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Falco biarmicus (Lanner falcon) 

Edelvalk [Afrikaans]; Ukhetshe (also applied to Peregrine falcon) [Xhosa]; uHeshe (also applied to Perigrine falcon) [Zulu]; Kakodi (generic term for sparrowhawks, goshawks, kestrels and falcons) [Kwangali]; Phakoe (also applied to Eurasian hobby) [South Sotho]; Pekwa [North Sotho]; Rukodzi (generic name for a small raptor such as falcon or sparrowhawk) [Shona]; Rikhozi (generic term for some raptors) [Tsonga]; Phakwę (generic term for some of the smaller raptors) [Tswana]; Lannervalk [Dutch]; Faucon lanier [French]; Lannerfalke [German]; Falcăo-alfaneque [Portuguese]

Life > Eukaryotes > Opisthokonta > Metazoa (animals) > Bilateria > Deuterostomia > Chordata > Craniata > Vertebrata (vertebrates)  > Gnathostomata (jawed vertebrates) > Teleostomi (teleost fish) > Osteichthyes (bony fish) > Class: Sarcopterygii (lobe-finned fish) > Stegocephalia (terrestrial vertebrates) > Tetrapoda (four-legged vertebrates) > Reptiliomorpha > Amniota > Reptilia (reptiles) > Romeriida > Diapsida > Archosauromorpha > Archosauria > Dinosauria (dinosaurs) > Saurischia > Theropoda (bipedal predatory dinosaurs) > Coelurosauria > Maniraptora > Aves (birds) > Order: Falconiformes > Family: Falconidae

Falco biarmicus (Lanner falcon) 
Lanner falcon. [photo Johann Grobbelaar ©]
Falco biarmicus (Lanner falcon)  Falco biarmicus (Lanner falcon) 

Lanner falcon. [photo Johann Grobbelaar ©]

Lanner falcon juvenile. [photo Johann du Preez ©]

Distribution and habitat

Occurs in southern and south-eastern Europe, the Middle East, south-western Asia and much of sub-Saharan Africa, excluding the lowland forests of the DRC and West Africa. In southern Africa it is fairly common across the region, largely excluding Mozambique. It generally favours open grassland, cleared or open woodland and agricultural land. While breeding it is most common around cliffs used as nesting and roost sites, although it may also use buildings, electricity pylons and trees.

Distribution of Lanner falcon in southern Africa, based on statistical smoothing of the records from first SA Bird Atlas Project (© Animal Demography unit, University of Cape Town; smoothing by Birgit Erni and Francesca Little). Colours range from dark blue (most common) through to yellow (least common). See here for the latest distribution from the SABAP2.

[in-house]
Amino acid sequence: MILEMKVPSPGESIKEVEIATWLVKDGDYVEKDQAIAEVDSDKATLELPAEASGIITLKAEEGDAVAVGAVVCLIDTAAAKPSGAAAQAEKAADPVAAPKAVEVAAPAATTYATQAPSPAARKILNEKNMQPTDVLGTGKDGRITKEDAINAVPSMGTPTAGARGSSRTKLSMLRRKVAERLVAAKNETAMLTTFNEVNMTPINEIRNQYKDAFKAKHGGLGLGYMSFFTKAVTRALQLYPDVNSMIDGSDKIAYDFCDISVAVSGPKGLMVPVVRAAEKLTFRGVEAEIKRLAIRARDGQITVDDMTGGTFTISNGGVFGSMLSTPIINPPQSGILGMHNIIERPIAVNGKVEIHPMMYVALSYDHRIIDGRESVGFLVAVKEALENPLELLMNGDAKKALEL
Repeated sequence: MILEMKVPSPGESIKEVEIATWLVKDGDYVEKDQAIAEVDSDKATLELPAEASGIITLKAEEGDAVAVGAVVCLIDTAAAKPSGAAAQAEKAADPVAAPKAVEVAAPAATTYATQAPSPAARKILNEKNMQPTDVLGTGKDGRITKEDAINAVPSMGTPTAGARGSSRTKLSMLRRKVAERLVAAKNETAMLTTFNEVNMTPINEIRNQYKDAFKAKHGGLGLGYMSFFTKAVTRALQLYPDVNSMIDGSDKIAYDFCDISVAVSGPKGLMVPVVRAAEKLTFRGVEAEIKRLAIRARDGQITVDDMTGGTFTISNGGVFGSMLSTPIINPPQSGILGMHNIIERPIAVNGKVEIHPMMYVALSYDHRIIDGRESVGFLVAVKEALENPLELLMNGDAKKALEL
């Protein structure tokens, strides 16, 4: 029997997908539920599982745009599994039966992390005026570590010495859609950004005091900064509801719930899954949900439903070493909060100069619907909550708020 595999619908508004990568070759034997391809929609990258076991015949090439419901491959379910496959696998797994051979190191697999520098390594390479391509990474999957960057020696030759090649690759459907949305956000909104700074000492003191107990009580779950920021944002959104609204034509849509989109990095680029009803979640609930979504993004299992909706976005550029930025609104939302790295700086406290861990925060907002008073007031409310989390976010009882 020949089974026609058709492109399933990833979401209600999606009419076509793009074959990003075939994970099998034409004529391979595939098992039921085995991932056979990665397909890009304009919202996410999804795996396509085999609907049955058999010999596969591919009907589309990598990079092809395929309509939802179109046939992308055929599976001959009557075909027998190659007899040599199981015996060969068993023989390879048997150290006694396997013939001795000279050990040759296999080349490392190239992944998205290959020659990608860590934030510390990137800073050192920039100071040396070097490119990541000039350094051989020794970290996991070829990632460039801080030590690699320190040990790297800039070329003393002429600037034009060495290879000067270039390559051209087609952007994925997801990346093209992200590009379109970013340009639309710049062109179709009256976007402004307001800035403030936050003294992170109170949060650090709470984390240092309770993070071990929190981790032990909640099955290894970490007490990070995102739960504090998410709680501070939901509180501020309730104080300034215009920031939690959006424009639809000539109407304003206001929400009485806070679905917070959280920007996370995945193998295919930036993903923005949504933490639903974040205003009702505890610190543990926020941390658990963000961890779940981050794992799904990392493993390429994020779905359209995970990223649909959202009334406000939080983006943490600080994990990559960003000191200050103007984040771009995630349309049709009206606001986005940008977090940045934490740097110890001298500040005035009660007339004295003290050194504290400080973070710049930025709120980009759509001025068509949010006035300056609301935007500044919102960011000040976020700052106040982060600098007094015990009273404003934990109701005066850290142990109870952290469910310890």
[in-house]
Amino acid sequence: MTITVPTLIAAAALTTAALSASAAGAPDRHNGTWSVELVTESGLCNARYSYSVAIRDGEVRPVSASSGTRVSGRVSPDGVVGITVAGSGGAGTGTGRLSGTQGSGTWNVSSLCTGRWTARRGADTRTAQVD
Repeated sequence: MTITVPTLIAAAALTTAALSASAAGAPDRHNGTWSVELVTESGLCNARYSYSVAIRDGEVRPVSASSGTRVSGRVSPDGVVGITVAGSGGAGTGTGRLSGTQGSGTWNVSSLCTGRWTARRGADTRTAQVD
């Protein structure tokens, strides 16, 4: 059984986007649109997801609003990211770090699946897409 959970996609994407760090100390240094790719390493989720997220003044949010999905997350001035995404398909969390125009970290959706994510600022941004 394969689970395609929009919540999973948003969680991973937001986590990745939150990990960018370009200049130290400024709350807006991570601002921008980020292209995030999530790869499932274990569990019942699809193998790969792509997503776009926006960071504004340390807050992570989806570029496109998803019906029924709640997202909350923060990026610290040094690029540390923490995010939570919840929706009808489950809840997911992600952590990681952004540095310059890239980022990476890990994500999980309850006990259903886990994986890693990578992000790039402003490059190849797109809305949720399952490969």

Predators and parasites

It has been recorded as prey of Bubo capensis (Cape eagle-owl).

Movements and migrations

Partial migrant in southern Africa, as many juveniles depart from their breeding grounds around December-January in the eastern grasslands of South Africa, heading west and south-west to the Kalahari, Karoo and the Western Cape.


It eats mainly birds, especially doves, pigeons and chickens, hunting using extreme speed to surprise its prey. It often hunts from a high perch or while soaring high up in the air, making a steep and rapid dive to intercept a bird either aerially or on the ground. It often hunts in pairs (see photo below), enabling them to catch large or highly illusive prey. The following food items have been recorded in its diet:

Falco biarmicus (Lanner falcon) 

Lanner falcon male (left) and the larger female (right) feeding on a Burchell's sandgrouse. [photo Johann Grobbelaar ©]


  • Monogamous territorial solitary nester, probably with a long pair bond, although a nest was once recorded to have two males and one female attending it, suggesting polyandry.
  • The nest is typically a simple scrape in sand or soil on a cliff ledge or is placed in another structure such as a building or nest box. It may also use the stick nest of another bird such as a White-necked raven, Verreaux's eagle or Bateleur, sometimes displacing them while they are breeding and possibly killing their chicks in the process. As these stick nests are often on utility pylons and poles, Lanner falcons have been able to colonise treeless areas where they have not previously occurred.
  • Egg-laying season is from late May to early September.
  • It lays 1-5 eggs, which are incubated mainly by the female for about 32 days, starting with the egg laid last or second last.
  • The chicks are brooded constantly by the female for the first few days of their lives, after which they are brooded intermittently for about 1-2 weeks. Even then the female still remains close to the nest, relying on the male to do most of the hunting. The young eventually leave the nest at 42-45 days old, becoming fully independent about 1-3 months later.


Not threatened globally but Near-threatened in South Africa, due to local extinctions possibly caused by a vulnerability to agrochemicals. It has however benefited from the clearing of savanna and the increasing availability of free-range poultry.


  • Hockey PAR, Dean WRJ and Ryan PG 2005. Roberts - irBds of southern Africa, VIIth ed. The Trustees of the John Voelcker Bird Book Fund, Cape Town.